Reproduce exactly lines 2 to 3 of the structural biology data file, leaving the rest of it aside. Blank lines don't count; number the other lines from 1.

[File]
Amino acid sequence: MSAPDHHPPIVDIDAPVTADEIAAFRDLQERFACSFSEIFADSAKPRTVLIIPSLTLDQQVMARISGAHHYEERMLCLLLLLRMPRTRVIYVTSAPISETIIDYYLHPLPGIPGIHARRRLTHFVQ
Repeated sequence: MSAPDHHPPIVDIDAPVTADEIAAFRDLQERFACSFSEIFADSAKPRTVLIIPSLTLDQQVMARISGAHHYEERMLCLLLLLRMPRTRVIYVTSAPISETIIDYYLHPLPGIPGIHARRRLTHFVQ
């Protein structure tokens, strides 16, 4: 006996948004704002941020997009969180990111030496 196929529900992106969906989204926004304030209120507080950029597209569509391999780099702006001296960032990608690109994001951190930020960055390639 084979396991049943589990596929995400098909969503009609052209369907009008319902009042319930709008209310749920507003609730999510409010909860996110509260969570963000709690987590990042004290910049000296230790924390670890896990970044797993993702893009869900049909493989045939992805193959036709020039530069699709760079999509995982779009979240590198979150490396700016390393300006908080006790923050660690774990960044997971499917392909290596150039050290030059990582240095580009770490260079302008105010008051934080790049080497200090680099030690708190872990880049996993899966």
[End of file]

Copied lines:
Repeated sequence: MSAPDHHPPIVDIDAPVTADEIAAFRDLQERFACSFSEIFADSAKPRTVLIIPSLTLDQQVMARISGAHHYEERMLCLLLLLRMPRTRVIYVTSAPISETIIDYYLHPLPGIPGIHARRRLTHFVQ
């Protein structure tokens, strides 16, 4: 006996948004704002941020997009969180990111030496 196929529900992106969906989204926004304030209120507080950029597209569509391999780099702006001296960032990608690109994001951190930020960055390639 084979396991049943589990596929995400098909969503009609052209369907009008319902009042319930709008209310749920507003609730999510409010909860996110509260969570963000709690987590990042004290910049000296230790924390670890896990970044797993993702893009869900049909493989045939992805193959036709020039530069699709760079999509995982779009979240590198979150490396700016390393300006908080006790923050660690774990960044997971499917392909290596150039050290030059990582240095580009770490260079302008105010008051934080790049080497200090680099030690708190872990880049996993899966």